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Osteochondral Lesions of the Knee: A New One-Step Repair Technique with Bone-Marrow-Derived Cells
Roberto Buda, MD1; Francesca Vannini, MD, PhD1; Marco Cavallo, MD1; Brunella Grigolo, PhD1; Annarita Cenacchi, MD1; Sandro Giannini, MD1
1 II Clinic of Orthopaedics and Traumatology (R.B., F.V., M.C., and S.G.), Laboratory of Immunorheumatology and Tissue Regeneration (B.G.), and Service of Immunohematology and Transfusional Medicine (A.C.), Rizzoli Orthopaedic Institute, Via G.C. Pupilli 1, 40136, Bologna, Italy. E-mail address for F. Vannini: france_vannini@yahoo.it
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Disclosure: The authors did not receive any outside funding or grants in support of their research for or preparation of this work. Neither they nor a member of their immediate families received payments or other benefits or a commitment or agreement to provide such benefits from a commercial entity.

Copyright © 2010 by The Journal of Bone and Joint Surgery, Inc.
J Bone Joint Surg Am, 2010 Dec 01;92(Supplement 2):2-11. doi: 10.2106/JBJS.J.00813
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Osteochondral lesions of the knee are defects of the cartilaginous surface and underlying subchondral bone, most frequently traumatic in origin1. These lesions are predominantly located on the medial femoral condyle, and associated ligamentous or meniscal pathology is reported in 40% of cases2,3 (Fig. 1). Biomechanical studies have demonstrated increased stress concentration on the rim of the osteochondral defect, which may have important implications for cartilage longevity4. Due to poor hyaline cartilage repair capability, larger osteochondral lesions of the knee are associated both with immediate significant clinical impairment and with symptoms appearing approximately one decade earlier than the degenerative cartilage changes that are associated with idiopathic osteoarthritis5.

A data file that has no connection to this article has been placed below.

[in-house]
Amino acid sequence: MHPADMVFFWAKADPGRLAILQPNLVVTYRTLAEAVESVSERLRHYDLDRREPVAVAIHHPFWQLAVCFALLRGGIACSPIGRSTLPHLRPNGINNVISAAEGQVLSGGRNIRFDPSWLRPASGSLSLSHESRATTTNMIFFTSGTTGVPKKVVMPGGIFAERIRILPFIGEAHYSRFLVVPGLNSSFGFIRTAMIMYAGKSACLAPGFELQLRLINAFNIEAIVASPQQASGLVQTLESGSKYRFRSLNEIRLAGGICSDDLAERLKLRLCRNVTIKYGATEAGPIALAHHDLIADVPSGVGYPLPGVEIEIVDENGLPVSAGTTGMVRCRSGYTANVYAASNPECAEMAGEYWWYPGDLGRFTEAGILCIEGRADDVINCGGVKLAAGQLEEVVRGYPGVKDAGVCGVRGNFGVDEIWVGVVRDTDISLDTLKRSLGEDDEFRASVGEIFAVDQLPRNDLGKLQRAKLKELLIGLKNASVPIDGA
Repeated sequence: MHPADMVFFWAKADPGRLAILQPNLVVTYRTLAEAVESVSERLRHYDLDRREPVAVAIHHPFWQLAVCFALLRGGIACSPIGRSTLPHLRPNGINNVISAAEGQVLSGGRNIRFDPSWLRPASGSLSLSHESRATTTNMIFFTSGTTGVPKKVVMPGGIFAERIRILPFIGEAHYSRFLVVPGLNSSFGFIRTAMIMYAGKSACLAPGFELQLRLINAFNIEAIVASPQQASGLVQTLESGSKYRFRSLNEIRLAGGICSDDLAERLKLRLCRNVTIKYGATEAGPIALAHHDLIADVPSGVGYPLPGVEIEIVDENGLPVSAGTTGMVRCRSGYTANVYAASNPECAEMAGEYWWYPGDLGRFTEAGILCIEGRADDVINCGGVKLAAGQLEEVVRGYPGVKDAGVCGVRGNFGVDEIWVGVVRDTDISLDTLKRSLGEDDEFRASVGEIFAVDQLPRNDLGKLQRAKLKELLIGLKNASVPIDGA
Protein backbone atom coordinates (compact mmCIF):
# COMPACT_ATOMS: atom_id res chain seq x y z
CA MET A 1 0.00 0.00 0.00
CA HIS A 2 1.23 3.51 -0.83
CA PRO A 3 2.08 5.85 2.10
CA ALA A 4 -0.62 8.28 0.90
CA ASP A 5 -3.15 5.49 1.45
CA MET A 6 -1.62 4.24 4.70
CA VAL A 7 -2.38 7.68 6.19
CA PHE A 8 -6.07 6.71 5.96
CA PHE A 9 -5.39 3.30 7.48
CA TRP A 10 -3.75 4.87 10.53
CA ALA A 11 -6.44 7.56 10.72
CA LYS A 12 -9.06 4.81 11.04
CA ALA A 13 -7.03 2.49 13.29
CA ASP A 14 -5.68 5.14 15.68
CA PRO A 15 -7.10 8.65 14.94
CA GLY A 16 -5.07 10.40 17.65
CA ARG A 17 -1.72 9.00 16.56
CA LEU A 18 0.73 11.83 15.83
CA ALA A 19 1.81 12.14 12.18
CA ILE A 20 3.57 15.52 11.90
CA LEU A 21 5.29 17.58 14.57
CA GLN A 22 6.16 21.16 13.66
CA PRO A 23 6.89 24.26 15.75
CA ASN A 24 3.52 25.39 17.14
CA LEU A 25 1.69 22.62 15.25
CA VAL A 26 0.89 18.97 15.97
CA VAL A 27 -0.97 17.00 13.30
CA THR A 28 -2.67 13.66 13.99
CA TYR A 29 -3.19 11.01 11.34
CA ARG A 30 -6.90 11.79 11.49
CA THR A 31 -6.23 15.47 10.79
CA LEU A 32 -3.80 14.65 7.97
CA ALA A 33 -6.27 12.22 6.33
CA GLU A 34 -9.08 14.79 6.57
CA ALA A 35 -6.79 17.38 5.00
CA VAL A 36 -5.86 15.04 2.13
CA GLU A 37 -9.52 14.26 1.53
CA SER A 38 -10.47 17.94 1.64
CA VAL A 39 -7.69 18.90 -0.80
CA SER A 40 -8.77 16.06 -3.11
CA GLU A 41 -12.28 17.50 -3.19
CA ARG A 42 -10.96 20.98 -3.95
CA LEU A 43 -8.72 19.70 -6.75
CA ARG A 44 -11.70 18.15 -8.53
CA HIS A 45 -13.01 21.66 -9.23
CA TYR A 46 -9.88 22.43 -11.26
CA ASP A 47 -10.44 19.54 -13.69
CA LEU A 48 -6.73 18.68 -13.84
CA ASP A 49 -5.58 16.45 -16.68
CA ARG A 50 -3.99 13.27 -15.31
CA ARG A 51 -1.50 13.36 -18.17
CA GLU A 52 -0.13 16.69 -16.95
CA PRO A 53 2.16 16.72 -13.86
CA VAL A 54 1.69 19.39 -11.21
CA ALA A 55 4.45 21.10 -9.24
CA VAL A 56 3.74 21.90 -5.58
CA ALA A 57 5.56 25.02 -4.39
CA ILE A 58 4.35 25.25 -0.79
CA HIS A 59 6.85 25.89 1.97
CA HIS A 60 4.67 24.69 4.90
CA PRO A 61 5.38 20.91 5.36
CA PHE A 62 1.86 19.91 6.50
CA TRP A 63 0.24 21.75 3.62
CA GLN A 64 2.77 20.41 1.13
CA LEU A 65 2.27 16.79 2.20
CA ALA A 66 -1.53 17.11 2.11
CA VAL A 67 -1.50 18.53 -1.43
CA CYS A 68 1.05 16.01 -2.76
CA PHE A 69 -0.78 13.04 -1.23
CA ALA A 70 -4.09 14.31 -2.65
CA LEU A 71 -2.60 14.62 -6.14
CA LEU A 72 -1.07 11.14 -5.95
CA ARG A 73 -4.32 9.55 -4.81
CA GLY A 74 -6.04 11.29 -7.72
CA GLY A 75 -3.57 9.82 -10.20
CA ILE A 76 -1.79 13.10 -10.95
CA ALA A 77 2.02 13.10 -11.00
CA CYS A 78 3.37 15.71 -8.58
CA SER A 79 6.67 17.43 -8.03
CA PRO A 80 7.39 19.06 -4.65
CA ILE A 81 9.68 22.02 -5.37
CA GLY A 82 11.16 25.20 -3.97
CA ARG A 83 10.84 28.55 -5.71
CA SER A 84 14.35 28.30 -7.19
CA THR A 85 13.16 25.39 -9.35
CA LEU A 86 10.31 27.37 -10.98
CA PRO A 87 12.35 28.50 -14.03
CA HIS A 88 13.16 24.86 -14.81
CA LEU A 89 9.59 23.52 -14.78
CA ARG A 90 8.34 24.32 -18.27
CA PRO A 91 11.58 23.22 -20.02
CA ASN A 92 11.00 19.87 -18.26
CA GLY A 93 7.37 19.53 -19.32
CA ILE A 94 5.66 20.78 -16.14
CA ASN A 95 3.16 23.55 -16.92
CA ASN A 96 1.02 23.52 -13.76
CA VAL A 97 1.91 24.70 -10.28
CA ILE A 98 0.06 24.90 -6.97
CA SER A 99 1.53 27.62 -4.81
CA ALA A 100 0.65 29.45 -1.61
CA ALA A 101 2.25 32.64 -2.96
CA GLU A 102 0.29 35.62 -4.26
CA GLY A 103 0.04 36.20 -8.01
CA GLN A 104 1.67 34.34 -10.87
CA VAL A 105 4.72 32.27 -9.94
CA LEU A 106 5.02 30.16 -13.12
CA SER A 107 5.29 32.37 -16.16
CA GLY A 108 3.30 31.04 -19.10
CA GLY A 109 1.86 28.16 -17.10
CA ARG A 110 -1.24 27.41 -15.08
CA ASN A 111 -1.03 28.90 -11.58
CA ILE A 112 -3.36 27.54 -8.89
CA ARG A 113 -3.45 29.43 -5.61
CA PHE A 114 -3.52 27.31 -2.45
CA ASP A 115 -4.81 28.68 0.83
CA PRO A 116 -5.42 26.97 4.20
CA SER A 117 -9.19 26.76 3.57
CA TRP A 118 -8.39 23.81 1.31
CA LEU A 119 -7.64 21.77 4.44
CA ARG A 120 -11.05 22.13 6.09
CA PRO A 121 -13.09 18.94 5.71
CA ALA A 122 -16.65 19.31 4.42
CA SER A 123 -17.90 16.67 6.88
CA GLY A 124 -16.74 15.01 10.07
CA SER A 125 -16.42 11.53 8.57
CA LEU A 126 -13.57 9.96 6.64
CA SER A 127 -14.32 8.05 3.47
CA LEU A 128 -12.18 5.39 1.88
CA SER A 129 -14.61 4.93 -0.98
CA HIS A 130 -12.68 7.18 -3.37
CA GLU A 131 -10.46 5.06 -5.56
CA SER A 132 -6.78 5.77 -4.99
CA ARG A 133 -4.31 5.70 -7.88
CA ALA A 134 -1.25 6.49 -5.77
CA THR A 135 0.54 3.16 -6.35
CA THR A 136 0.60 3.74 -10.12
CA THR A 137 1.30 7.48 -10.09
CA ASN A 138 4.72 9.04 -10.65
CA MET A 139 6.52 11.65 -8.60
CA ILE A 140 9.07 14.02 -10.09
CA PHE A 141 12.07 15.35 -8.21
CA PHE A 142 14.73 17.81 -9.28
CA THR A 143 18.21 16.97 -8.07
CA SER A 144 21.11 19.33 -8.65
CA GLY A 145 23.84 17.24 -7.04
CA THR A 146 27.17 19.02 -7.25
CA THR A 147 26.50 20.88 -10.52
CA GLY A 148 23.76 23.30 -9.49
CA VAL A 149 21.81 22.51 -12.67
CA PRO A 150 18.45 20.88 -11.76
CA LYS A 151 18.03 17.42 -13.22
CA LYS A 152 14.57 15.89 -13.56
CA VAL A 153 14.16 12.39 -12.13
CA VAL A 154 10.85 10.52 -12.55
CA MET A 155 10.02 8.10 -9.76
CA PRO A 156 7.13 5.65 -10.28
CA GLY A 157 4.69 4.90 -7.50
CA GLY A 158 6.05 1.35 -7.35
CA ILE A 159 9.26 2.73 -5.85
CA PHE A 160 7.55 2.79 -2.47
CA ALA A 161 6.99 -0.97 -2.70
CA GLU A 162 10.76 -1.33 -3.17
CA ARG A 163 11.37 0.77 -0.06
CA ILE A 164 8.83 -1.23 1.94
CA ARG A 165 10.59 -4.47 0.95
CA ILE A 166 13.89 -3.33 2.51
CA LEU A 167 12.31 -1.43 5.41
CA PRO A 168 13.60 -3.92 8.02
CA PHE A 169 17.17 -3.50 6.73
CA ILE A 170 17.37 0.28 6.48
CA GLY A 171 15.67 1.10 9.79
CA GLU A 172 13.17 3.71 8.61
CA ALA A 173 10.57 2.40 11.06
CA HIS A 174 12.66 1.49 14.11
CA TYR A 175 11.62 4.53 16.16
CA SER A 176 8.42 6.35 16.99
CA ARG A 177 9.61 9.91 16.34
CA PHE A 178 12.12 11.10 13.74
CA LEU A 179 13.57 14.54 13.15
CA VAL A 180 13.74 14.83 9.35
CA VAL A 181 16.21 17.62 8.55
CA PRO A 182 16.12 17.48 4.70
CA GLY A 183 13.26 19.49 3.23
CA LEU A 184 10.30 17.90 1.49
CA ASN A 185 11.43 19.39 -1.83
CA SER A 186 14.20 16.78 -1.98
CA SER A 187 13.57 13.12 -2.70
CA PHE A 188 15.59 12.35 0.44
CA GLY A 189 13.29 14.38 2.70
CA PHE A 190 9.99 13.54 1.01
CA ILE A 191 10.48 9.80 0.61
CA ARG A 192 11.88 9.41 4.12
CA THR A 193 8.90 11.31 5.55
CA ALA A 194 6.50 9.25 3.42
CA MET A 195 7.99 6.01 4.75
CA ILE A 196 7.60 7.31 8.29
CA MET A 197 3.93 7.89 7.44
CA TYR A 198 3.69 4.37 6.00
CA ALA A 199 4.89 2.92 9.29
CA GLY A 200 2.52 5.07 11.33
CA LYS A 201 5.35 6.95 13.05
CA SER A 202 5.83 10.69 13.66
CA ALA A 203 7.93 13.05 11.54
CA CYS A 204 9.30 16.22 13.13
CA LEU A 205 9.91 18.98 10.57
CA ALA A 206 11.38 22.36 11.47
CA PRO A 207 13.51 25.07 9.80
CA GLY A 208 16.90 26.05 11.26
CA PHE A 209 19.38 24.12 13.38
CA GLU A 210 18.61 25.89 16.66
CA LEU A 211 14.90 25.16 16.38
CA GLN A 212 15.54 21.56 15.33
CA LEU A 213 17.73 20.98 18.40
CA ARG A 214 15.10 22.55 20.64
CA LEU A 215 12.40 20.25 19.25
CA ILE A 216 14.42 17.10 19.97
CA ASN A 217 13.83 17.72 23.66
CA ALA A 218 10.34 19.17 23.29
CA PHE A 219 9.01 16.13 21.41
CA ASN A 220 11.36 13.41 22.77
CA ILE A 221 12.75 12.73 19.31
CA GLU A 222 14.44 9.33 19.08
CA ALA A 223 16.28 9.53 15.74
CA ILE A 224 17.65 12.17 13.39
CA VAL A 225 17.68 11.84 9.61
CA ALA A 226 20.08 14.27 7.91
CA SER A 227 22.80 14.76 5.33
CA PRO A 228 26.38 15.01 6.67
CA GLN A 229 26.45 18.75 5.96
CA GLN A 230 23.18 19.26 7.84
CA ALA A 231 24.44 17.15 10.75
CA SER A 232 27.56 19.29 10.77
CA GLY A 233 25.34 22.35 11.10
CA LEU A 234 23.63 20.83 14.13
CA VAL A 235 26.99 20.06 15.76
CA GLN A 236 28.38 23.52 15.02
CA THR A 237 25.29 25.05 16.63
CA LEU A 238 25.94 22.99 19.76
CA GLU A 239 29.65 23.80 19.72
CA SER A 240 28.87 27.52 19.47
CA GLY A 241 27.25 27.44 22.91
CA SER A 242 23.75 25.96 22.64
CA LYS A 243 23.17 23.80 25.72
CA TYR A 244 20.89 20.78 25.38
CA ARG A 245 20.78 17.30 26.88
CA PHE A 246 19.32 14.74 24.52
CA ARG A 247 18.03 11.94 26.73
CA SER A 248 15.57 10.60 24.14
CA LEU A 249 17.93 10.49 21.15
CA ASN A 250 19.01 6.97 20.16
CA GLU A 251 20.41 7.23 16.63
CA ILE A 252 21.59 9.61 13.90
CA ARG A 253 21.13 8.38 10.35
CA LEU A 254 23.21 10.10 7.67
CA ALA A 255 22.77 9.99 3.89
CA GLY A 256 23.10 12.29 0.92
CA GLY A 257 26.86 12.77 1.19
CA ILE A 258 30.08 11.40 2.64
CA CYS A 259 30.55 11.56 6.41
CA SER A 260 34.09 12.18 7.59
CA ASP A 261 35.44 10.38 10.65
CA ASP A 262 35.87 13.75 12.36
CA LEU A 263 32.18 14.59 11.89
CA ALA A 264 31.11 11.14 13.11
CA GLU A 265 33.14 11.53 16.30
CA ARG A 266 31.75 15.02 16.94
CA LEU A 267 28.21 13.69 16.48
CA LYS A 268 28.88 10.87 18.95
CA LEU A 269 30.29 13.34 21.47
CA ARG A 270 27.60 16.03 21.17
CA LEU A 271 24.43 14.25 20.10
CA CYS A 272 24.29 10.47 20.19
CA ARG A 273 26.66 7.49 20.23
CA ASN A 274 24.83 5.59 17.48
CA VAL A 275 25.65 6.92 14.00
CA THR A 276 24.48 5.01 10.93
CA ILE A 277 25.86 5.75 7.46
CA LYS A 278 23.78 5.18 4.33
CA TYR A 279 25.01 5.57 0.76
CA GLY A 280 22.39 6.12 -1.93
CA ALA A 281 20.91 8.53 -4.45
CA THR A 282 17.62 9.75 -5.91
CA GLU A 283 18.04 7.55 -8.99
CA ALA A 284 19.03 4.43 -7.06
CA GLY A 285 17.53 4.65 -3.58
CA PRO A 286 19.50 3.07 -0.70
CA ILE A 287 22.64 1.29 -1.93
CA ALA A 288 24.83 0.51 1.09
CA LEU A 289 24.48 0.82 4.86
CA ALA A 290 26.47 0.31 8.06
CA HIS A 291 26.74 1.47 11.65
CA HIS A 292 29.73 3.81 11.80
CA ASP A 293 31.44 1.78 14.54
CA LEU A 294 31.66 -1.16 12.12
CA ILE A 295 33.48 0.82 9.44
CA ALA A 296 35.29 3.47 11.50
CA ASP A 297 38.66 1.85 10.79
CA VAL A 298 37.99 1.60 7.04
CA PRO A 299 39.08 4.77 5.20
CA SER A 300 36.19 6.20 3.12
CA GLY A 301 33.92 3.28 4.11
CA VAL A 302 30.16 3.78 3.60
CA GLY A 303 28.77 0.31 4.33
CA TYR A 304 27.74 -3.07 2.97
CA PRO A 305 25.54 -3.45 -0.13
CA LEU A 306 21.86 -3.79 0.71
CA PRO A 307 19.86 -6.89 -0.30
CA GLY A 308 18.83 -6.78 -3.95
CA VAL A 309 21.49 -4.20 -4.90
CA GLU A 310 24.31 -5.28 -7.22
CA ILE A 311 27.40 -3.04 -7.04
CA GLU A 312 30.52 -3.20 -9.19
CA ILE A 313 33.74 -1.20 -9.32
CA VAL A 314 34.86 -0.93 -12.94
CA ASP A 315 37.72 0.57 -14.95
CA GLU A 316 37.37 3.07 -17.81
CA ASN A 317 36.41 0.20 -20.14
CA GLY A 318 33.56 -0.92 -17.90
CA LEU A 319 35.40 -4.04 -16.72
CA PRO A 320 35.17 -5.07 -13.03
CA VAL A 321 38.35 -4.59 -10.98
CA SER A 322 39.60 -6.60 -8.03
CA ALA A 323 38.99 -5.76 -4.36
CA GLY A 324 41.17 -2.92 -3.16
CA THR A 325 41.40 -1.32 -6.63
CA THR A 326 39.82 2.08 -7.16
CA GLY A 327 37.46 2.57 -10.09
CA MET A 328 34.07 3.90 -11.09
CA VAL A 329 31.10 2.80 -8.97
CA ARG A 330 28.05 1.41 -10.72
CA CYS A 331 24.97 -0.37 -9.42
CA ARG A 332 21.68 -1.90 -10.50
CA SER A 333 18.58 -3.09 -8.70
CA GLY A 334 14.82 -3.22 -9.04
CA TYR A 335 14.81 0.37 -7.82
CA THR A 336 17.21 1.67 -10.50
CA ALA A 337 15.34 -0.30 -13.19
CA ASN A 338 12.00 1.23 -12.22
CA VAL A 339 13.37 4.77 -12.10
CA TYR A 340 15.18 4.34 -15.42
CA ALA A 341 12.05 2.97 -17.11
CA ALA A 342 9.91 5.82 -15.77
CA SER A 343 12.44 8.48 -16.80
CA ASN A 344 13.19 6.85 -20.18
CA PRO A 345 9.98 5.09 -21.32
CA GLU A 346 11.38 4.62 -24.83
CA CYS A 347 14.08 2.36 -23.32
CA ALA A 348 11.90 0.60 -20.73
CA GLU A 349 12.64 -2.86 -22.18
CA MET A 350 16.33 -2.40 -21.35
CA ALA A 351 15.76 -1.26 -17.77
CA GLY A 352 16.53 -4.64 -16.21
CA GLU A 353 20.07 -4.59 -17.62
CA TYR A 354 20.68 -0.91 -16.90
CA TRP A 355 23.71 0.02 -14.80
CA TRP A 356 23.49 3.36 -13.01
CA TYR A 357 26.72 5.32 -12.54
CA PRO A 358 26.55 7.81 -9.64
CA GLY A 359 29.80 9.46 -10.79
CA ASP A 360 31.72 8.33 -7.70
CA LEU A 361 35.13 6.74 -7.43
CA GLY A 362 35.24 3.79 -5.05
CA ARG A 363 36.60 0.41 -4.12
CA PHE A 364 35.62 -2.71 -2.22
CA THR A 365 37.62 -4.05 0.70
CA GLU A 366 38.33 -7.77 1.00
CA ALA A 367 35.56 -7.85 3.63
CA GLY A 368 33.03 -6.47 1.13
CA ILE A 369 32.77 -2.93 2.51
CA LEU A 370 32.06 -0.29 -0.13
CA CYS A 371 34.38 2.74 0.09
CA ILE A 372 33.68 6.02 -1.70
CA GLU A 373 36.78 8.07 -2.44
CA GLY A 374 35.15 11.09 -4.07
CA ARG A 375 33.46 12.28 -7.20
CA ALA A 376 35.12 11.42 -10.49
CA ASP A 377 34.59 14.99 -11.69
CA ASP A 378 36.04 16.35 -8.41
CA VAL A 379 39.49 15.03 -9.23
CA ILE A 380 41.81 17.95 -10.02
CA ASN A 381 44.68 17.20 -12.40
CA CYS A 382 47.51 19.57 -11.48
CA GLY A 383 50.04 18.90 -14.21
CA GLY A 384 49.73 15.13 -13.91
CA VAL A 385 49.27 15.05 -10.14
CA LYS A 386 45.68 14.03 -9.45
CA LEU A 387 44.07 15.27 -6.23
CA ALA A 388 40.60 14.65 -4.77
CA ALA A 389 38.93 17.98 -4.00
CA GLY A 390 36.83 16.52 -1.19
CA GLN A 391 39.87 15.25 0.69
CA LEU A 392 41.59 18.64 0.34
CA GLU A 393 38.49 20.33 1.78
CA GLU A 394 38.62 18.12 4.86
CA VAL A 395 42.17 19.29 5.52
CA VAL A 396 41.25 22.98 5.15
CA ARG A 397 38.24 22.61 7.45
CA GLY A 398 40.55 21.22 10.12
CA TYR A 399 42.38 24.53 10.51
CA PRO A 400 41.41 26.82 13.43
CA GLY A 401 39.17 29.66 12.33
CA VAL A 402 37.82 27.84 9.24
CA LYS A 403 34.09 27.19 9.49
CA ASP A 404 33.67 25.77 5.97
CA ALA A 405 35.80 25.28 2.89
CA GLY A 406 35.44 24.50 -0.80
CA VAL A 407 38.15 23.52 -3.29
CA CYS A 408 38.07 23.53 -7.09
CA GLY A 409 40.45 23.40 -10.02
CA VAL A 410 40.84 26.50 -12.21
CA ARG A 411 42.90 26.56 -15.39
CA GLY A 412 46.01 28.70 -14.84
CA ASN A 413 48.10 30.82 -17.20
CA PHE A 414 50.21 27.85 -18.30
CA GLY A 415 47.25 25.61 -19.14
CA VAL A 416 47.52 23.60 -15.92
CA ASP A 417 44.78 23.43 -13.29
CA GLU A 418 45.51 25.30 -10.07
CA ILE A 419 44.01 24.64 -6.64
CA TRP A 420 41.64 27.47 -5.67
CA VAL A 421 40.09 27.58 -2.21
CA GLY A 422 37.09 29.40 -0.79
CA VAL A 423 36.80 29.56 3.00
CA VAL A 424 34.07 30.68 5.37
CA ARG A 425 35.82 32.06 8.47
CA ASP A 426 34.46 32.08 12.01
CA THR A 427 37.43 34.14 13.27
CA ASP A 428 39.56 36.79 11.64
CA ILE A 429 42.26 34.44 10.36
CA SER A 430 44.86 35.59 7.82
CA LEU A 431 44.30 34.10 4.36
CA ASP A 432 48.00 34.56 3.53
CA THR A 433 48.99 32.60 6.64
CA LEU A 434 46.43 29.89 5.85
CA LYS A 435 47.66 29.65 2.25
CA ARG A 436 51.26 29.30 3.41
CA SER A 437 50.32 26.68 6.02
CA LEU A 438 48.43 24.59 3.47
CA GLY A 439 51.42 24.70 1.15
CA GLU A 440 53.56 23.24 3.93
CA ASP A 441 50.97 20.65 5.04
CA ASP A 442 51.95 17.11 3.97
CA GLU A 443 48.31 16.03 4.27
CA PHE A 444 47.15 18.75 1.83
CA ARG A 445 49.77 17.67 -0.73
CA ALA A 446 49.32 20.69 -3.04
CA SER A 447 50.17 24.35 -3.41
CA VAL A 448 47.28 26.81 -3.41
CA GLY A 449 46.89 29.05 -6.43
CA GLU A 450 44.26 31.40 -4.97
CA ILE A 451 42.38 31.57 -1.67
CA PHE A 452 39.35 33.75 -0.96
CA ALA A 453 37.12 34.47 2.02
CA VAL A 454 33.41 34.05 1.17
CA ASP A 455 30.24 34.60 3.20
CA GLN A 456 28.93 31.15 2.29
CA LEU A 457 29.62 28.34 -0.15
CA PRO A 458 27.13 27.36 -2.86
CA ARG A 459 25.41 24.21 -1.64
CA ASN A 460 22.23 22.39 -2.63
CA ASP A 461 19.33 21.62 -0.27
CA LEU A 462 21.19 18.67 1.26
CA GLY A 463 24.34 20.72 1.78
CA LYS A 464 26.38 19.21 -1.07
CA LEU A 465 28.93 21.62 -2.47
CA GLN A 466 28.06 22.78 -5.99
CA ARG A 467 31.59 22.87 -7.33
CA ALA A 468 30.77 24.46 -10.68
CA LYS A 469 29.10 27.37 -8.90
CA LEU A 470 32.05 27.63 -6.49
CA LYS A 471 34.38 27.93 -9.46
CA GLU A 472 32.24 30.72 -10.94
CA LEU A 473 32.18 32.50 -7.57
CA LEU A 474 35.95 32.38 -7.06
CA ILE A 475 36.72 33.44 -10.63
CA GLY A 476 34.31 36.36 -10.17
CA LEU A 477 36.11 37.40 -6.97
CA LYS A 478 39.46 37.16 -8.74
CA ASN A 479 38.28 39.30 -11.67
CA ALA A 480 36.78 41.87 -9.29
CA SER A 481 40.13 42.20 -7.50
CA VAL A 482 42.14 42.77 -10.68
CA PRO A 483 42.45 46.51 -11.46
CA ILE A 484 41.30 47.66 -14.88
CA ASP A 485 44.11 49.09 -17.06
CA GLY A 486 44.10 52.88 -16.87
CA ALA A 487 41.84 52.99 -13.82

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    These activities have been planned and implemented in accordance with the Essential Areas and policies of the Accreditation Council for Continuing Medical Education (ACCME) through the joint sponsorship of the American Academy of Orthopaedic Surgeons and The Journal of Bone and Joint Surgery, Inc. The American Academy of Orthopaedic Surgeons is accredited by the ACCME to provide continuing medical education for physicians.
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